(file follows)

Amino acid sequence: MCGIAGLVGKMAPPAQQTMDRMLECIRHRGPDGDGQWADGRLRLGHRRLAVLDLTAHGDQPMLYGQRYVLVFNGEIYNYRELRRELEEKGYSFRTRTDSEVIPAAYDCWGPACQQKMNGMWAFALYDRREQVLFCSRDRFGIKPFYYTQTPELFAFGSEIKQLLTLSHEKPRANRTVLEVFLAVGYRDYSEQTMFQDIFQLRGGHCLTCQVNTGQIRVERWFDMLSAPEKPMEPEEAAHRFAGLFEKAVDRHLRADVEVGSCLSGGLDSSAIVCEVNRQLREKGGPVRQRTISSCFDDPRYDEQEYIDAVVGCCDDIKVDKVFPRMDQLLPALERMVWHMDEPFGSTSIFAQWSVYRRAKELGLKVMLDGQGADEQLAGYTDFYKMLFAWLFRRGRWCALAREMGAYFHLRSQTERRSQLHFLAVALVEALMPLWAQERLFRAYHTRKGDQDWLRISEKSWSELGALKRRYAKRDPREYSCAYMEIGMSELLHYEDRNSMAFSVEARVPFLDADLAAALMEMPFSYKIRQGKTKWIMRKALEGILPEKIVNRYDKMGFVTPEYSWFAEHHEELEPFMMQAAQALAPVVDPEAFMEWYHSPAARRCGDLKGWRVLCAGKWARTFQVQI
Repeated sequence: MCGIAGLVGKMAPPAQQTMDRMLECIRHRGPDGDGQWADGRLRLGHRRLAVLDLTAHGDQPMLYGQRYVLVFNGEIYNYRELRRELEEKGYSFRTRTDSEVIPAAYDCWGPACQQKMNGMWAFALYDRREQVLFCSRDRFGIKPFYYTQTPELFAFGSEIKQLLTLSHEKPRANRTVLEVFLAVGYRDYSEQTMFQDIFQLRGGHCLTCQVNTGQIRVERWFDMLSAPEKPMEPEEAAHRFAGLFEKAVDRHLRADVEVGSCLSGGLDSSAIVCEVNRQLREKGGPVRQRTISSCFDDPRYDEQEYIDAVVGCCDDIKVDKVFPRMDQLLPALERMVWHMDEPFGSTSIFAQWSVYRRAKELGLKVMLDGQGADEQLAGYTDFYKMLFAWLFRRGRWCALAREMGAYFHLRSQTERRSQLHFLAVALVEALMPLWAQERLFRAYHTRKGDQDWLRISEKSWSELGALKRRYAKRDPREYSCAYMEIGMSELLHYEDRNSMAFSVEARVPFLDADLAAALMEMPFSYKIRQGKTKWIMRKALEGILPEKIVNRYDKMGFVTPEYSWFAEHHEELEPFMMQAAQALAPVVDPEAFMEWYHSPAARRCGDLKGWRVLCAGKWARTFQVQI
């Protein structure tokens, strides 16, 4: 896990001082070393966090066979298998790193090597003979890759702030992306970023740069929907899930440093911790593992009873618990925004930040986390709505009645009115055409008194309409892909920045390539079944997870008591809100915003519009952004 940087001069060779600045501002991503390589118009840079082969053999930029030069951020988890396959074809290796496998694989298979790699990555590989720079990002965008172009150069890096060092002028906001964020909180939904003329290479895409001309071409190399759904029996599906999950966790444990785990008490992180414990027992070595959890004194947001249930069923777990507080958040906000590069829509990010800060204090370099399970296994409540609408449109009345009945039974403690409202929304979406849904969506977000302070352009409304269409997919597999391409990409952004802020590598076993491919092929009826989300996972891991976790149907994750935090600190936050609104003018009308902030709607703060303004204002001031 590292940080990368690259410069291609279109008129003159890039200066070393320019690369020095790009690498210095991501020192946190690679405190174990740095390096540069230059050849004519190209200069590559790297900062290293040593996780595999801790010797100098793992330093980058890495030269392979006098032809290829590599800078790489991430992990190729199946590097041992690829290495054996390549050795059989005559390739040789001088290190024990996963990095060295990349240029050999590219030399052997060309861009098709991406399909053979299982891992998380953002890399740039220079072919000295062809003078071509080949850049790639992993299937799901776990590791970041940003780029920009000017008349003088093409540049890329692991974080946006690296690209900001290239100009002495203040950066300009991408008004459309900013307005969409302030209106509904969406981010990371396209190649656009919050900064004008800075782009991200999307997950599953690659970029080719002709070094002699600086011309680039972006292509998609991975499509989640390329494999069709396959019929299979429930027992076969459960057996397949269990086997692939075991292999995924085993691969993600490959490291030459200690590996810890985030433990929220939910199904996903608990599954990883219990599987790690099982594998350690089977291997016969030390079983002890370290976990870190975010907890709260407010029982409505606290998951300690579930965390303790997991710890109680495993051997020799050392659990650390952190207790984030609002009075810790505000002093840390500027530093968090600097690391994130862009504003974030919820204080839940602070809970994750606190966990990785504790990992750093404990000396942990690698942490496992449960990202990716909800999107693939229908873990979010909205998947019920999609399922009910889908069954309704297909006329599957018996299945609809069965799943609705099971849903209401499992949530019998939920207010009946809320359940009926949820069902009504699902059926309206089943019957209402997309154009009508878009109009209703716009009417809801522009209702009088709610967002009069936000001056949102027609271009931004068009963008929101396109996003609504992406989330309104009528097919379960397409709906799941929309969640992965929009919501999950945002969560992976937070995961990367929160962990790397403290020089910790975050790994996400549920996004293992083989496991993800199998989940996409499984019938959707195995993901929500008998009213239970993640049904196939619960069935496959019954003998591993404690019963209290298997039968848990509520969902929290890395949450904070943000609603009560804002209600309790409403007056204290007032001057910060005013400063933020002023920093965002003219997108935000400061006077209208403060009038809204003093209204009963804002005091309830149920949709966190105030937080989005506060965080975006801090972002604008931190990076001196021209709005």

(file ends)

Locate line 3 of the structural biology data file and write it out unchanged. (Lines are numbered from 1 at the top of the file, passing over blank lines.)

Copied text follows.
């Protein structure tokens, strides 16, 4: 896990001082070393966090066979298998790193090597003979890759702030992306970023740069929907899930440093911790593992009873618990925004930040986390709505009645009115055409008194309409892909920045390539079944997870008591809100915003519009952004 940087001069060779600045501002991503390589118009840079082969053999930029030069951020988890396959074809290796496998694989298979790699990555590989720079990002965008172009150069890096060092002028906001964020909180939904003329290479895409001309071409190399759904029996599906999950966790444990785990008490992180414990027992070595959890004194947001249930069923777990507080958040906000590069829509990010800060204090370099399970296994409540609408449109009345009945039974403690409202929304979406849904969506977000302070352009409304269409997919597999391409990409952004802020590598076993491919092929009826989300996972891991976790149907994750935090600190936050609104003018009308902030709607703060303004204002001031 590292940080990368690259410069291609279109008129003159890039200066070393320019690369020095790009690498210095991501020192946190690679405190174990740095390096540069230059050849004519190209200069590559790297900062290293040593996780595999801790010797100098793992330093980058890495030269392979006098032809290829590599800078790489991430992990190729199946590097041992690829290495054996390549050795059989005559390739040789001088290190024990996963990095060295990349240029050999590219030399052997060309861009098709991406399909053979299982891992998380953002890399740039220079072919000295062809003078071509080949850049790639992993299937799901776990590791970041940003780029920009000017008349003088093409540049890329692991974080946006690296690209900001290239100009002495203040950066300009991408008004459309900013307005969409302030209106509904969406981010990371396209190649656009919050900064004008800075782009991200999307997950599953690659970029080719002709070094002699600086011309680039972006292509998609991975499509989640390329494999069709396959019929299979429930027992076969459960057996397949269990086997692939075991292999995924085993691969993600490959490291030459200690590996810890985030433990929220939910199904996903608990599954990883219990599987790690099982594998350690089977291997016969030390079983002890370290976990870190975010907890709260407010029982409505606290998951300690579930965390303790997991710890109680495993051997020799050392659990650390952190207790984030609002009075810790505000002093840390500027530093968090600097690391994130862009504003974030919820204080839940602070809970994750606190966990990785504790990992750093404990000396942990690698942490496992449960990202990716909800999107693939229908873990979010909205998947019920999609399922009910889908069954309704297909006329599957018996299945609809069965799943609705099971849903209401499992949530019998939920207010009946809320359940009926949820069902009504699902059926309206089943019957209402997309154009009508878009109009209703716009009417809801522009209702009088709610967002009069936000001056949102027609271009931004068009963008929101396109996003609504992406989330309104009528097919379960397409709906799941929309969640992965929009919501999950945002969560992976937070995961990367929160962990790397403290020089910790975050790994996400549920996004293992083989496991993800199998989940996409499984019938959707195995993901929500008998009213239970993640049904196939619960069935496959019954003998591993404690019963209290298997039968848990509520969902929290890395949450904070943000609603009560804002209600309790409403007056204290007032001057910060005013400063933020002023920093965002003219997108935000400061006077209208403060009038809204003093209204009963804002005091309830149920949709966190105030937080989005506060965080975006801090972002604008931190990076001196021209709005």